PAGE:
New Resident Evil Game to Run at 1080p, 60 FPS on Xbox One

The release of Resident Evil 7: Biohazard next month will bring something we’ve not seen in AAA game titles in this generation: Visual parity for the Xbox One and PlayStation 4, at a 1080p and 60 FPS.

If you’re an Xbox fan, this is a big deal: Since its release in late 2013, the Xbox One has consistently underperformed the PS4 graphically, meaning that Xbox One versions of games almost always run at lower resolutions than the same game on PS4. And at lower frame rates in many cases as well.

For the handful of Call of Duty titles I’ve played on both consoles—Black Ops III, Infinite Warfare, and Modern Warfare Remastered—I’ve not actually seen any difference just eyeballing the screen. But game quality comparisons are common on YouTube and on various gaming websites. And Xbox One always loses.

This has led to the embarrassment of Xbox One being unable to play games at 1080p—sometimes called Full HD, with a resolution of 1920 x 1080—while the PS4 often can do so. And while this shortcoming isn’t the reason the Xbox One has fallen far behind the PS4 in this generation of console sales, it’s a contributing factor.

So what’s going on with Resident Evil 7: Biohazard?

According to GamingBolt, the game’s producer, Masachika Kawata, has told them that RE7 will achieve “visual parity” across platforms.

“Kawata confirmed that the game will run at 60 FPS and 1080p on PS4 and Xbox One, both,” the publication explains. “He also confirmed that the game will support HDR on Xbox One S, PS4, and PS4 Pro.”

There’s no explanation for how the game is able to achieve 1080p/60 FPS on Xbox One or visual parity with the PS4 in general; both are rarities for AAA game titles. I suppose part of the reason may simply be that it’s not a particularly fast-moving game, compare to a shooter like those in the COD series. But it’s good news nonetheless. Assuming you’re into horror games, that is.

Resident Evil 7: Biohazard arrives on January 24, 2017. Like so many games these days, it will ship in a standard version for $60 and a higher-end deluxe version that includes access to future downloadable content (DLC) for $80.


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  • 2039

    27 December, 2016 - 8:36 am

    <p style="padding-left: 30px;">There&rsquo;s no explanation for how the game is able to achieve 1080p/60 FPS on Xbox One or visual parity with the PS4 in general</p>
    <p>The game is mediocre looking in the first place and doesn’t push either system – that’s how.</p>

  • 9552

    27 December, 2016 - 9:35 am

    <p>"This has led to the embarrassment of Xbox One being unable to play games at 1080p" – I don’t think this statement is true or false for ANY system. You cant guarantee 1080p 60fps regardless of your hardware because it depends 100% on the demands the game places on the system. You could have dual&nbsp;Geforce 1080 in there and if I try to render ILM quality graphics at 1080 60fps it wont be able to render even in real time let alone 60fps. There are MANY GAMES for Xbox that run at native 1080 ( and yes while PS4 does have a slight advantage in GPU and in cases can reach 1080 while Xbox only does 900 or 950 there are ALSO cases where Xbox runs faster for CPU bound titles like Assasins Creed. There are also many games where Xbox is running lower resolution but higher fps (more important to me)&nbsp;because they chose incorrectly IMHO to push PS4 to get 1080. None of these things show up in strictly resolution comparisons. With new engines its even&nbsp;more of an irrelevant conversation because they dynamically scale depending on demands. Comparison would have to be what % of time each system is at 1080, a pretty fruitless endeavor. They are both very close in specs, same generation systems.&nbsp;When you need to have zoomed in stills to highlight differences in games on both systems that means they are about the same. Resolution isn’t what matters anyway,&nbsp;its the graphical rendering and both systems are the same in that respect. Get a DVD at 480p and show me Golumn in Lord of the Rings, looks better than any 1080p game I have ever seen. This generations game engines&nbsp;determine the look of this generations games and&nbsp;EVERYONES&nbsp;graphics: PC, Xbox and PS4 are all going to look pretty similar other than options like resolution or more detailed shadows, reflections and such.&nbsp;That’s why a $3k PC isn’t that the generational leap you would expect over a&nbsp;$250 game system. I’m playing on Xbox instead of my more capable PC due to simplicity of console gaming and comfort in bed or couch and the fact it looks petty much the same other than resolution and minor things I cant tell while running and gunning.</p>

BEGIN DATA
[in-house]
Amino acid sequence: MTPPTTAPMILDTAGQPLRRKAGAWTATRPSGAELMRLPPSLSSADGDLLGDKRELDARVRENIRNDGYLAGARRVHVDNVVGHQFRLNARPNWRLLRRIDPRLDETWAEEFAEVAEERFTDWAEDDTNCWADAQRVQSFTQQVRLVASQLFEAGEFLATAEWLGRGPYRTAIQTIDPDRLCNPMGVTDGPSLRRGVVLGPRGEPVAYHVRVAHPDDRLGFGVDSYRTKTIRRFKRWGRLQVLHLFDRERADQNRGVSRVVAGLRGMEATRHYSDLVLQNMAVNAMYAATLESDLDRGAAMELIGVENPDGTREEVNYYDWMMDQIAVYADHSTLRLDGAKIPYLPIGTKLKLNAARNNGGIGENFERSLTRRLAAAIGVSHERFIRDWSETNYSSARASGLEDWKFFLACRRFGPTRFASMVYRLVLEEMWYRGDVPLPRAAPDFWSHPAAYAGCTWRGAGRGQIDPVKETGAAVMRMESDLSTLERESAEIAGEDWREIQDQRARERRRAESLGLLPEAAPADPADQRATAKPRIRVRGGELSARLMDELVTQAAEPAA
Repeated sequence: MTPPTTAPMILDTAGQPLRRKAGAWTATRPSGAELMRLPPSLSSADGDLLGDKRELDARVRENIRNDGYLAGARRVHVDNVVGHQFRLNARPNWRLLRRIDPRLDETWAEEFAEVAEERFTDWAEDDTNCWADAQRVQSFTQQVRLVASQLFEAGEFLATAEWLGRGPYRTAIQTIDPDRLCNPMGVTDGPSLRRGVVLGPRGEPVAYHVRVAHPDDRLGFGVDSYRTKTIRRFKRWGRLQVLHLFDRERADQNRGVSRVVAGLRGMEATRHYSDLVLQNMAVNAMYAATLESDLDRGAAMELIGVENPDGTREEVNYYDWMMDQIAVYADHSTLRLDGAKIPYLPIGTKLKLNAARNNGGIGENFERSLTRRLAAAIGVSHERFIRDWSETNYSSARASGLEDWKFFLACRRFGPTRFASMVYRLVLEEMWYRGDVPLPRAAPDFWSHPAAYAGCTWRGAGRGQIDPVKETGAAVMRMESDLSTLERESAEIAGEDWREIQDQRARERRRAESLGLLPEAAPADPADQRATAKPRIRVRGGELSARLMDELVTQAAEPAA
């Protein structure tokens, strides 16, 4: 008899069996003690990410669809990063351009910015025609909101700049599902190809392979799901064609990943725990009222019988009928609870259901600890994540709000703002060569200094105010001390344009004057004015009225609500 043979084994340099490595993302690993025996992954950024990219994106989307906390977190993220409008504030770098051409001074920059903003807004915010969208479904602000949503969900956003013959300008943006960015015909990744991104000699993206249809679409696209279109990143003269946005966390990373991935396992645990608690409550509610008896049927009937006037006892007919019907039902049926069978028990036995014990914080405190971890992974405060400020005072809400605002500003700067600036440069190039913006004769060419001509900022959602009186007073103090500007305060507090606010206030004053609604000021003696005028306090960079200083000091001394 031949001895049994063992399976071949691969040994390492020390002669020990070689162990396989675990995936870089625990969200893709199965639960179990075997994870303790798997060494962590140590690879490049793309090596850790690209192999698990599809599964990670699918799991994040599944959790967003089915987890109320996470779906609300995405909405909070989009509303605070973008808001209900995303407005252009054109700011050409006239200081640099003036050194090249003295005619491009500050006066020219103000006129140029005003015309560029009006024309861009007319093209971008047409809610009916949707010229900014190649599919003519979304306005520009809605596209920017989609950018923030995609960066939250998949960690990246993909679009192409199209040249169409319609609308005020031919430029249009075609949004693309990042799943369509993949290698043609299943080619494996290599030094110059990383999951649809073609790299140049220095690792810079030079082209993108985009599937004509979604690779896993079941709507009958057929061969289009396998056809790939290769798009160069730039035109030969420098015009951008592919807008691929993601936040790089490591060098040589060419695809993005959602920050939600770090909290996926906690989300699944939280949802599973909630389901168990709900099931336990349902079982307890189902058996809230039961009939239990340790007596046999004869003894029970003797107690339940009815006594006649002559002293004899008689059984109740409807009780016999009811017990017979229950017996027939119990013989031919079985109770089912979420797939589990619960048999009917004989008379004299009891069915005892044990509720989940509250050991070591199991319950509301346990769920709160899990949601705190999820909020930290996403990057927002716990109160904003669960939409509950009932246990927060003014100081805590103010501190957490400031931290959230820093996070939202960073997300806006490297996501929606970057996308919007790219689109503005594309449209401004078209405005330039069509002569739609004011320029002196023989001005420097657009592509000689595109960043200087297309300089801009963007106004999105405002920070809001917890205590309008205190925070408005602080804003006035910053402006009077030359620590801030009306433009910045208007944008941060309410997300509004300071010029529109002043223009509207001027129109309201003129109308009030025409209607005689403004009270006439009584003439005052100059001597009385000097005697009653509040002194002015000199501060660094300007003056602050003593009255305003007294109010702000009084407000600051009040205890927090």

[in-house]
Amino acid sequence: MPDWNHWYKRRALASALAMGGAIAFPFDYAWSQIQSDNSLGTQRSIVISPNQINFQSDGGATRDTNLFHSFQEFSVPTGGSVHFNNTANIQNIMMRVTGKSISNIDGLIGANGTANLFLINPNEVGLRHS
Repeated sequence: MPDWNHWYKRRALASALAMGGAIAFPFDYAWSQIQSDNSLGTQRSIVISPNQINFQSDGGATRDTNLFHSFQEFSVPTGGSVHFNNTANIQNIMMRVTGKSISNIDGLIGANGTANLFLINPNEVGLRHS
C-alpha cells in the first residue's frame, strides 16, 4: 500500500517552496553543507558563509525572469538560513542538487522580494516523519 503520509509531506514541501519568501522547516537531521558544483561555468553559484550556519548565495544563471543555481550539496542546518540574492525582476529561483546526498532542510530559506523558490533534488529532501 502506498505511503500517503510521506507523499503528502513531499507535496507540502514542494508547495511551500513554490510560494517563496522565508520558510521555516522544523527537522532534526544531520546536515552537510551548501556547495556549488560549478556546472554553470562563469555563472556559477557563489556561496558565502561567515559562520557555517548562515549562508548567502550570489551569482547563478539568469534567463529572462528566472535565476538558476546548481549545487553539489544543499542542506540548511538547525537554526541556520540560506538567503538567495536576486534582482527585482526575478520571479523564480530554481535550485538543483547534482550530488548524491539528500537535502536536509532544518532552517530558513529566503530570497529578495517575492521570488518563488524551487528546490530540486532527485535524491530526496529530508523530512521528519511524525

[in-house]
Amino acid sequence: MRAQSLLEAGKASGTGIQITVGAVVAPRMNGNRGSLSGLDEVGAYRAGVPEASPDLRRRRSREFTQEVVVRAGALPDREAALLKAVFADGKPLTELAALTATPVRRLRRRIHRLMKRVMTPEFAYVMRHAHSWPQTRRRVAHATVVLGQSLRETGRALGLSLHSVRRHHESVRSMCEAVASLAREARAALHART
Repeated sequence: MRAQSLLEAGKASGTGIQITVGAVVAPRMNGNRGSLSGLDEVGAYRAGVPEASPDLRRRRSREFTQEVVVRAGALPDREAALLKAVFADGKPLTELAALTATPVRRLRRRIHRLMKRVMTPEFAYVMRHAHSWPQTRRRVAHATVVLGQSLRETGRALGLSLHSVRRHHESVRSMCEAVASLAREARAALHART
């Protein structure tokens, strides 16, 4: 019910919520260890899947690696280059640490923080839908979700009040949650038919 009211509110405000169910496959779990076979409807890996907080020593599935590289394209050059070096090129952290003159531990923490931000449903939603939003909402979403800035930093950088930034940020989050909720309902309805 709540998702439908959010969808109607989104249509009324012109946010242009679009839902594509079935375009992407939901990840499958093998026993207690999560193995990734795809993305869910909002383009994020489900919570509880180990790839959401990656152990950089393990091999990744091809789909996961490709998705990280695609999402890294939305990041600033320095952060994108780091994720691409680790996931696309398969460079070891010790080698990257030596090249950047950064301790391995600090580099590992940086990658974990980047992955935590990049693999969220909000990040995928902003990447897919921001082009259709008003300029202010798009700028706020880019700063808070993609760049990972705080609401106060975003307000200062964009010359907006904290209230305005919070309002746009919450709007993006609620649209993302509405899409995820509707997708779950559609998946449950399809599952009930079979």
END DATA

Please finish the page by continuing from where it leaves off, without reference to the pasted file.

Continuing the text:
• 3272

    Premium Member
    27 December, 2016 - 11:30 am

    <p>Looking forward to this though I will get it on PC. It’s good that they are achieving visual parity on the "One" but bad that it actually needs to be announced. Either way, due to the size of TV screens, the difference between the One and the PS4 isn’t very noticeable.</p>
    <p>But Paul, I gotta tell ya, I’m getting overly anxious for Scorpio and I have nearly a freakin year to wait. So having said that, any digging you would like to do to get us some inside info is most welcome.</p>

  • 7066

    27 December, 2016 - 5:10 pm

    <p>Somewhat misleading information Paul. Most Xbox One multi platform (excluding COD and Battlefield) games are native 1080p.&nbsp;</p>


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